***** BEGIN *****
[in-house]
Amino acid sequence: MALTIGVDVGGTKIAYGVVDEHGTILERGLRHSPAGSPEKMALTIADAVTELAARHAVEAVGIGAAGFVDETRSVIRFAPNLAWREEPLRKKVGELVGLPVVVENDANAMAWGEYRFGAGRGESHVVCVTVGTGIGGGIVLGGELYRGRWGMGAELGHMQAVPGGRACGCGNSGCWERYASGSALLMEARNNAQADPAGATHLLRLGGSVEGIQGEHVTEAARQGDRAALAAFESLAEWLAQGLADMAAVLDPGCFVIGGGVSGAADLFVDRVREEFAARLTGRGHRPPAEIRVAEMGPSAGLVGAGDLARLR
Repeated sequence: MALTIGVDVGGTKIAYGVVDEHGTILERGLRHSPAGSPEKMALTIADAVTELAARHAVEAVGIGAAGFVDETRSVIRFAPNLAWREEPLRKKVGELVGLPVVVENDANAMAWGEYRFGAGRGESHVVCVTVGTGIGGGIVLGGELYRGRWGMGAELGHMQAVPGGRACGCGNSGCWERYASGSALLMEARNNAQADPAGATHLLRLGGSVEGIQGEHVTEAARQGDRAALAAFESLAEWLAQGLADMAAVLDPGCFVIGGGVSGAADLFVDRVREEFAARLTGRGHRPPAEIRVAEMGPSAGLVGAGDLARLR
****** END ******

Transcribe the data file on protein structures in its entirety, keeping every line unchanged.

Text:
[in-house]
Amino acid sequence: MALTIGVDVGGTKIAYGVVDEHGTILERGLRHSPAGSPEKMALTIADAVTELAARHAVEAVGIGAAGFVDETRSVIRFAPNLAWREEPLRKKVGELVGLPVVVENDANAMAWGEYRFGAGRGESHVVCVTVGTGIGGGIVLGGELYRGRWGMGAELGHMQAVPGGRACGCGNSGCWERYASGSALLMEARNNAQADPAGATHLLRLGGSVEGIQGEHVTEAARQGDRAALAAFESLAEWLAQGLADMAAVLDPGCFVIGGGVSGAADLFVDRVREEFAARLTGRGHRPPAEIRVAEMGPSAGLVGAGDLARLR
Repeated sequence: MALTIGVDVGGTKIAYGVVDEHGTILERGLRHSPAGSPEKMALTIADAVTELAARHAVEAVGIGAAGFVDETRSVIRFAPNLAWREEPLRKKVGELVGLPVVVENDANAMAWGEYRFGAGRGESHVVCVTVGTGIGGGIVLGGELYRGRWGMGAELGHMQAVPGGRACGCGNSGCWERYASGSALLMEARNNAQADPAGATHLLRLGGSVEGIQGEHVTEAARQGDRAALAAFESLAEWLAQGLADMAAVLDPGCFVIGGGVSGAADLFVDRVREEFAARLTGRGHRPPAEIRVAEMGPSAGLVGAGDLARLR